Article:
Says Steve Jones, president of the Kitchener Professional Fire Fighters Association: "It's been 20 years we've been waiting for this.”
Unknown to firefighters, the Horticultural Technologies plant contained hundreds of chemicals, including pesticides, acids and aerosol paint cans. In the years following the fire, firefighters who were at the scene reported babies born with birth defects, elevated rates of cancer and Parkinson's disease.
Studies have shown that full-time, urban firefighters are two to three times more likely to die from cancer than the general population.
Nathan Shaw, 22, shed tears of joy at the announcement of the new laws, Thursday:"I'm speechless. It's been a hard battle for many firefighters and their families across the province.”
When asked if the new law was a fitting legacy to his father, Bob Shaw, who died of esophageal cancer in 2004, he said: "Without question. For my father and all firefighters who have died after suffering a terrible illness because of their job."
Bob Shaw spent days battling a blaze under black plumes of chemical smoke at Hamilton's Plastimet plant in 1997. It is considered one of Canada's worst industrial fires.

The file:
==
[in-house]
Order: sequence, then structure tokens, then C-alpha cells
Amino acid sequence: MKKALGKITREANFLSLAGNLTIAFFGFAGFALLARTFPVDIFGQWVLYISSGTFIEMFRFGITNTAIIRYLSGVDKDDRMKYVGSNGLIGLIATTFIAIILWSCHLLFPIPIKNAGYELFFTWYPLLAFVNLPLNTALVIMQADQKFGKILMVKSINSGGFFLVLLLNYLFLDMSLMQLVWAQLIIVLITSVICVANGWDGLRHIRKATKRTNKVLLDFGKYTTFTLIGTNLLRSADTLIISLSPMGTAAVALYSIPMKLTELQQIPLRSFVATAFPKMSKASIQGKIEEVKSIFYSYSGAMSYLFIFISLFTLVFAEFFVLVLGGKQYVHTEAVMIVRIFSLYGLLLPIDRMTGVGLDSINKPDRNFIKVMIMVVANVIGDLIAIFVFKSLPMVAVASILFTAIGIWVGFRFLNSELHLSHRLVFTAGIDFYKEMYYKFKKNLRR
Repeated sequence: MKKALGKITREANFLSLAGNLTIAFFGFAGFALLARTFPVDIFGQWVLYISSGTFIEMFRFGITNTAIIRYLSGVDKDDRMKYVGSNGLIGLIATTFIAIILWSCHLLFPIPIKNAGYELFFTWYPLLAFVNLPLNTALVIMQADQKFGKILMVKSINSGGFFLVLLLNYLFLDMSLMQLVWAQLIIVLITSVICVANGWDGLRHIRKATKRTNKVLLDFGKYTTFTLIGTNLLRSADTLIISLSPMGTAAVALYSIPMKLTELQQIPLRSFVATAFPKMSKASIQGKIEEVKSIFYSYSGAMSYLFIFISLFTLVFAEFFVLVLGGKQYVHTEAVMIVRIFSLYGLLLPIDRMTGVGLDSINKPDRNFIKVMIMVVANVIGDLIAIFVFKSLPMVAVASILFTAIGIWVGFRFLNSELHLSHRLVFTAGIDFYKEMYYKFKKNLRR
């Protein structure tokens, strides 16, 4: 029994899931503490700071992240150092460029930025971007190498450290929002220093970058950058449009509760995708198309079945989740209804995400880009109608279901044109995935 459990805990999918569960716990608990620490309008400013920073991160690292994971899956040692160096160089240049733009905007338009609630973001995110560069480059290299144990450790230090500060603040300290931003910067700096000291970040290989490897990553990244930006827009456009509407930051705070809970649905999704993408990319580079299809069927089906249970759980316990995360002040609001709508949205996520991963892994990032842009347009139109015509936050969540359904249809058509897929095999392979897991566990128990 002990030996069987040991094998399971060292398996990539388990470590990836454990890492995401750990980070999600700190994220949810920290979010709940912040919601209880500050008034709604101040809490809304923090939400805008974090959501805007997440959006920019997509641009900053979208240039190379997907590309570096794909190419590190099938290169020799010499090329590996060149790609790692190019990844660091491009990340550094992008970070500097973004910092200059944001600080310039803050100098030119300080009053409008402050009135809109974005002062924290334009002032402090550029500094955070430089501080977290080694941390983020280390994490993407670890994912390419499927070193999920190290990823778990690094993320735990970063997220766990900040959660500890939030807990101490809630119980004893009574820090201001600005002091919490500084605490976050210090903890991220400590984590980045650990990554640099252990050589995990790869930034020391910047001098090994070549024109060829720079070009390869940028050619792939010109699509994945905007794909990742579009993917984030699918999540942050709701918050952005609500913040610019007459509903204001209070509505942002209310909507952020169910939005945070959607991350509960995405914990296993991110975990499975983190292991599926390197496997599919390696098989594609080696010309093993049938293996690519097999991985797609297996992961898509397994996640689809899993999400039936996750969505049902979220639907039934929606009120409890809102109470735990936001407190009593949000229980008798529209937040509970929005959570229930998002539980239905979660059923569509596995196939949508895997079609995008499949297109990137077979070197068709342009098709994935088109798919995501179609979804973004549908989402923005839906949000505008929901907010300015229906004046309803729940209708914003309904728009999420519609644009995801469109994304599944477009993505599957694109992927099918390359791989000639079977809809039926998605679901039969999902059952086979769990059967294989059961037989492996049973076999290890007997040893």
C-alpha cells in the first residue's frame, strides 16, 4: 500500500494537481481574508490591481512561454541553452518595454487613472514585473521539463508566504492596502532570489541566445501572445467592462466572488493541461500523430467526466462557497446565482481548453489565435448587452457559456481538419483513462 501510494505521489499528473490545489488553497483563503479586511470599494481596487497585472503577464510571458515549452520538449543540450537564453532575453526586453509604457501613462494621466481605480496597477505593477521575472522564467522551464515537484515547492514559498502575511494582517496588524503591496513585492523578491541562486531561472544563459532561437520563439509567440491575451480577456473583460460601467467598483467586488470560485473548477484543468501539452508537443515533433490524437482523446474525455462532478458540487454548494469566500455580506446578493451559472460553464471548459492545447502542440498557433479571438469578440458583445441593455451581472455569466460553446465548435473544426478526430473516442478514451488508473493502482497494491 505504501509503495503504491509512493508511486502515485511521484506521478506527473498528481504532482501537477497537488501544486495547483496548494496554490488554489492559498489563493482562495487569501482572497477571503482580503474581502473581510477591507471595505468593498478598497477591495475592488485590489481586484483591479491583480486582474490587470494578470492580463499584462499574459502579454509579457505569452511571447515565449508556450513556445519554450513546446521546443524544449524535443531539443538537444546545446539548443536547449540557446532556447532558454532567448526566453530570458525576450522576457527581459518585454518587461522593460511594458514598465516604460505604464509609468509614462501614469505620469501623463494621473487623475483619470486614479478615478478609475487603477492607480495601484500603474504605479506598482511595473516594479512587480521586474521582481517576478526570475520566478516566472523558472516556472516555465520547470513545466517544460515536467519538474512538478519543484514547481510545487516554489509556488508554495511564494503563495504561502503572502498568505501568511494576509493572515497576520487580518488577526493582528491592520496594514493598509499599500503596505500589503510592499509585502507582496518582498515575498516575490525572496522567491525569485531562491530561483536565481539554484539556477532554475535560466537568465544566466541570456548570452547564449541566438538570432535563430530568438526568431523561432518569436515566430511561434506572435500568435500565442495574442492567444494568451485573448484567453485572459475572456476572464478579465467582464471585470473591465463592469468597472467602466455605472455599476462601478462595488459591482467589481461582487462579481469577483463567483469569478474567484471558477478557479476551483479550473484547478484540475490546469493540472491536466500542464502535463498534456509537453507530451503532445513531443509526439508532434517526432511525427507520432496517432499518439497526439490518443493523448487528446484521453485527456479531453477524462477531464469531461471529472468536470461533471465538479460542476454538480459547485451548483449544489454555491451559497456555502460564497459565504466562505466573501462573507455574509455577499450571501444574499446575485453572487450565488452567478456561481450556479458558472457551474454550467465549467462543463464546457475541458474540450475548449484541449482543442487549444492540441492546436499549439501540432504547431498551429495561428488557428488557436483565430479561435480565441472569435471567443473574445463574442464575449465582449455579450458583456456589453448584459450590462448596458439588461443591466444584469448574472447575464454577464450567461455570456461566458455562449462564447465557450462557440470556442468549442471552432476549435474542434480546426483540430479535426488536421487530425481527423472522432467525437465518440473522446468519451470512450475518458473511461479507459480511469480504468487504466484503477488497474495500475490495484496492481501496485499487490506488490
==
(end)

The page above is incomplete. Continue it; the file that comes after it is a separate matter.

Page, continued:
The Ontario Professional Fire Fighters Association had long been lobbying the government to better compensate firefighters for cancers. The association has said that presumptive legislation was needed for firefighters because they are not able to refuse unsafe work conditions and are required to enter environments with over “70,000 different chemicals and 70 million different chemical combinations” to perform their work, according to Paul Atkinson, the workers compensation representative for Toronto firefighters.
The WSIB has routinely denied claims by firefighters who developed cancer.
It has always said there was not sufficient enough evidence to link certain cancers to firefighting, and instead preferred to work on a case-byPage: 1 2 3 Related medicine news :1
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